Food security

Pre-programmed hunger

by Peter Hauff

In brief

"Bread our right"–- a slogan seen on chapatis in Pakistan in September 2007. The Opposition was protesting against exports

Food prices surged yet more at the turn of the year. Experts reckon there could be a repeat of the 2008 crisis in the summer. The core problem is well understood: the increasingly volatile world market is aggravating famines.

In January, the Hamburg Institute of International Economics (HWWI) reported an annual high in commodity prices, which had shot up by 9,4 % in December. Food prices duly followed. “International grain prices are now at an all-time high, even higher than in the crisis year of 2008,” notes Rafael Schneider, who specialises in food security at Welthungerhilfe, a German non-governmental organisation. As soon as the wet season starts in Asia and Africa in the summer, Schneider anticipates the same kind of political crises as three years ago. Food price inflation has already triggered protests in Tunisia and other Arab countries, though the revolution that has swept Tunisia’s dictator from power in January cannot be explained only with surging prices (see comment on page 82).

In many other world regions, Schneider says, things look peaceful at the moment because harvests have just been brought in. But once farmers’ own supplies are used up, people will have to pay world-market prices. Schneider predicts that rural and urban communities in many developing countries will not be able to cope since their purchasing power is too small. Small farmers still produce the bulk of agricultural output (85 %).
According to the NGO expert, there is actually enough food for all of humankind: “The problem is that the world market is currently dealing with contracts for more agricultural commodities than are available.” In times of low interest rates, investors who are looking for a return on their capital increasingly turn to agricultural commodities such as wheat, cocoa and soybeans. Accordingly, prices are rising ever faster, propelled even further by the oil price, which is increasingly linked to biofuels. “We need more transparency in trade in staple foods – and in speculation,” says Schneider.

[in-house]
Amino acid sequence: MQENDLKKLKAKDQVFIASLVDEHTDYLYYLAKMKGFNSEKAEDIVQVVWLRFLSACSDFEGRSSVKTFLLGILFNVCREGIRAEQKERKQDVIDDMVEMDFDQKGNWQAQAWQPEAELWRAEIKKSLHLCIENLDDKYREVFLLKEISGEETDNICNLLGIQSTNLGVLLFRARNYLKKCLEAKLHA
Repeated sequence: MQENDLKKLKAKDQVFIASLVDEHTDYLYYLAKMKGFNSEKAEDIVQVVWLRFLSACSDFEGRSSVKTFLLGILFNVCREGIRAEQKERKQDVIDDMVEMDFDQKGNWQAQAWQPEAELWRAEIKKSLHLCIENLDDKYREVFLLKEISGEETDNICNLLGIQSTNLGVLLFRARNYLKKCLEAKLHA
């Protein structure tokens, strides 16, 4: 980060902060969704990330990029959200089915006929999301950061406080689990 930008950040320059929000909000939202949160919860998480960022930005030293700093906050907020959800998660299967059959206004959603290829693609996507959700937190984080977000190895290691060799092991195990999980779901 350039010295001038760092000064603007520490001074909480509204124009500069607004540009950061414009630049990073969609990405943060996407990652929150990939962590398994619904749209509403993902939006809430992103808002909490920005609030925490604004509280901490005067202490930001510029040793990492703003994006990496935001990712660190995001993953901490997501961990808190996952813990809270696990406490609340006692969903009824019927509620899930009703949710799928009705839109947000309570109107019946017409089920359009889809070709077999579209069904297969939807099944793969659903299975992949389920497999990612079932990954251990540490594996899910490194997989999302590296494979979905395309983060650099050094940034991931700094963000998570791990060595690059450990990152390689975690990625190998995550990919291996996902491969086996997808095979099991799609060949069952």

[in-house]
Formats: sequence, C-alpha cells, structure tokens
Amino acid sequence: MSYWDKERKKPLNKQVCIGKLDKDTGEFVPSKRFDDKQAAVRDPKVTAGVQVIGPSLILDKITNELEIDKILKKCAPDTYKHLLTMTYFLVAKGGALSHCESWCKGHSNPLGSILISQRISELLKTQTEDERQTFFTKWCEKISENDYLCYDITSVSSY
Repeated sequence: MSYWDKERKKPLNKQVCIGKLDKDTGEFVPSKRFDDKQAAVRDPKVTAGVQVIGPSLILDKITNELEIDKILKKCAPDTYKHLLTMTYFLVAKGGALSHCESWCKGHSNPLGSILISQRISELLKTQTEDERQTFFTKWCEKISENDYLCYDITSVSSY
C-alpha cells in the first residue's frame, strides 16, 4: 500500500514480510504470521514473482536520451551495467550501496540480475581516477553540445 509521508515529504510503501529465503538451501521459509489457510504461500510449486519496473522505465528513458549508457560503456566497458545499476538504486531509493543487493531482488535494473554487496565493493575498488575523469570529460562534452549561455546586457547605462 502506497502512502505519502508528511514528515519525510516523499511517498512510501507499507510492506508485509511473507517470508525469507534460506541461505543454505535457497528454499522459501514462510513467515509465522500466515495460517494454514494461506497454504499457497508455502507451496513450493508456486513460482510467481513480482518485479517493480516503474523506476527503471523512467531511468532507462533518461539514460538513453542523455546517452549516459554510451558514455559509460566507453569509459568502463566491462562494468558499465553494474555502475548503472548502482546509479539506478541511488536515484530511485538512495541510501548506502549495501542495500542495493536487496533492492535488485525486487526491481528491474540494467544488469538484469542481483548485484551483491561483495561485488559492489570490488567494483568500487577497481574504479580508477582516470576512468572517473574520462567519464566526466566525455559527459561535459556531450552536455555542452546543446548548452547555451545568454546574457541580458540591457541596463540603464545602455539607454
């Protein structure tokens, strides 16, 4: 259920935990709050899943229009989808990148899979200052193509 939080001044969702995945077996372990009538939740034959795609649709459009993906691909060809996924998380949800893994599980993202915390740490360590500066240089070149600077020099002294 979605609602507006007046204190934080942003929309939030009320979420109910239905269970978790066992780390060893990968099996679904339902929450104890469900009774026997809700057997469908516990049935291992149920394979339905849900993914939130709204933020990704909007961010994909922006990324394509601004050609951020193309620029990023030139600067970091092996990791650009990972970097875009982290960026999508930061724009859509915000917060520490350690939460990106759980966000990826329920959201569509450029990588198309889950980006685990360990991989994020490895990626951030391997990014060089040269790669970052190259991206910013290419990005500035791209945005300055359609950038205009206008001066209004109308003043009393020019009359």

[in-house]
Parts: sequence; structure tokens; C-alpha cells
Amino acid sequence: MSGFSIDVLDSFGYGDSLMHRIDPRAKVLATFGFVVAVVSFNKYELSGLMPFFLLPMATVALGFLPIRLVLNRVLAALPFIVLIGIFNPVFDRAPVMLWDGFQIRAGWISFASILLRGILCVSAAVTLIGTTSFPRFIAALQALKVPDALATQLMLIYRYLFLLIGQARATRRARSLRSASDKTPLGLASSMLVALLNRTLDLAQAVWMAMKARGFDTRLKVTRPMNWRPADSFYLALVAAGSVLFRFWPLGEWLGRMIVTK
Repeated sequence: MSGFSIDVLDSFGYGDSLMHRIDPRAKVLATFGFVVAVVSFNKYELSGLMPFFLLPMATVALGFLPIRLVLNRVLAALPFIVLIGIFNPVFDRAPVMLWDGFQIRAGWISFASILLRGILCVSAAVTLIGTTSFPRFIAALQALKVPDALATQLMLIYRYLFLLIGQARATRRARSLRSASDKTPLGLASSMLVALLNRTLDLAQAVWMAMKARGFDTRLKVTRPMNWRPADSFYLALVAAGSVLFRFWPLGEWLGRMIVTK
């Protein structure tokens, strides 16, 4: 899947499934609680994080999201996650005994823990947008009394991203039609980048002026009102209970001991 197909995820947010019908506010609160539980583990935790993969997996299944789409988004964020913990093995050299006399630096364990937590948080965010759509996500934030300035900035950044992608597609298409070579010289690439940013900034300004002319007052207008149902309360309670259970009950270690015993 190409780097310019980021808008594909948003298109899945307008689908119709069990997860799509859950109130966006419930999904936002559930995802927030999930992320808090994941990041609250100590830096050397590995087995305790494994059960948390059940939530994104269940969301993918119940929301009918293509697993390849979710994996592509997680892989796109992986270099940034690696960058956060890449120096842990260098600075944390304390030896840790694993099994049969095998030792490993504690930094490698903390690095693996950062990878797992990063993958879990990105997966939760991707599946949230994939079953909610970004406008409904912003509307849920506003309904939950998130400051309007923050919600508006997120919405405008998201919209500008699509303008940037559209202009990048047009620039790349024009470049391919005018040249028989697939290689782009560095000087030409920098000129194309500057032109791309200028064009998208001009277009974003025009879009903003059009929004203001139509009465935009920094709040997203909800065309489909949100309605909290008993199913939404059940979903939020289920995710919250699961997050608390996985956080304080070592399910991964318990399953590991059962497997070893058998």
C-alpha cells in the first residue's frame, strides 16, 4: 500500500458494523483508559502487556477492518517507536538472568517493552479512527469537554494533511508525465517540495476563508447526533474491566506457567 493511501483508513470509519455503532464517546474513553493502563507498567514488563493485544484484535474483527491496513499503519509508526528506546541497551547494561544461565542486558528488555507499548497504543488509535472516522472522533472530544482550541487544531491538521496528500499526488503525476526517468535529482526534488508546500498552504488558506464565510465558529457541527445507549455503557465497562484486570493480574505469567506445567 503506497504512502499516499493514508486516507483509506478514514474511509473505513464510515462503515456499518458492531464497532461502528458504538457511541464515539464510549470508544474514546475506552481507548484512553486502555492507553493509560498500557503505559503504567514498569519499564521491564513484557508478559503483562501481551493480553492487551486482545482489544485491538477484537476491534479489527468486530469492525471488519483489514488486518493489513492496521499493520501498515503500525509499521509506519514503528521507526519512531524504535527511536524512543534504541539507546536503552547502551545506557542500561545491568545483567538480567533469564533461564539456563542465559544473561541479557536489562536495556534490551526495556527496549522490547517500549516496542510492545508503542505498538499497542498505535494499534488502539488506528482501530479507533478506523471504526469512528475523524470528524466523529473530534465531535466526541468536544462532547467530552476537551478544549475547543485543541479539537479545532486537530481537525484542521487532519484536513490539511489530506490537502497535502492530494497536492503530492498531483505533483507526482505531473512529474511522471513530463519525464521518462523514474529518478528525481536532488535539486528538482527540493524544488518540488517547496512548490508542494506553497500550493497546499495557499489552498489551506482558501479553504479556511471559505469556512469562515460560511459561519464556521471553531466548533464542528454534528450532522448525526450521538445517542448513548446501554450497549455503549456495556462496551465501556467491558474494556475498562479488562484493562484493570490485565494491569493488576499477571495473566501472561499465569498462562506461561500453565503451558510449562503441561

In September, the European Union proposed to foster more transparency in futures trading and establish a new supervisory authority alongside, or perhaps within, the European Securities and Markets Authority (ESMA). At France's instigation, Commissioner Michel Barnier, who is in charge of the EU’s internal market, is considering to impose limits on wholesalers’ commodity contracts. But that in itself would not suffice to protect poor people from future food crises. Welthungerhilfe also points to the need for improvements in farming methods, storage and transport in the developing world. As much as 50 % of harvests is lost because of poor storage facilities – with the result of world-market dependence. Welthungerhilfe will publish a report on the issue in February.

”The nature of a food crisis is not so much absolute price changes, but the speed of price changes and the degree to which they take consumers, producers, and governments by surprise.” That is the conclusion reached by the International Food Policy Research Institute (IFPRI) in its latest analysis of past food crises. The IFPRI authors find that most food experts and agricultural researchers unfortunately still belong to one of two extremes: they either diligently track recent price developments or predict long-term swings.

“What is needed is an intermediate assessment,” the report states. Under the headline “Reflections on the global food crisis”, it targets scientists rather than politicians. The approach it recommends would base the rigour of a formal price-prediction model on assessments of oil prices, exchange rates, futures market indexes, harvest information and commodity demand.

Nonetheless, the biggest problem the authors see is a political one: "the diversion of crops from food or feed to biofuels." They predict that the availability of rice and cereals will depend increasingly on large agro-industries in China or Brazil. An ominous connection is seen between many developing countries’ dependence on imports and Africa’s fast growing population.

According to the IFPRI, the human right to food is threatened for several reasons. At the top of the list are rising energy prices and demand for biofuel; next come export restrictions and unfavourable climatic factors. To prevent the next disaster, the authors conclude that global reforms are needed to permit “free and safe” trade in agricultural commodities. The IFPRI paper, however, also urges policymakers to make a concerted effort to address climate change and resource degradation, by helping to improve social-security systems in countries that are particularly dependent on imports.

Peter Hauff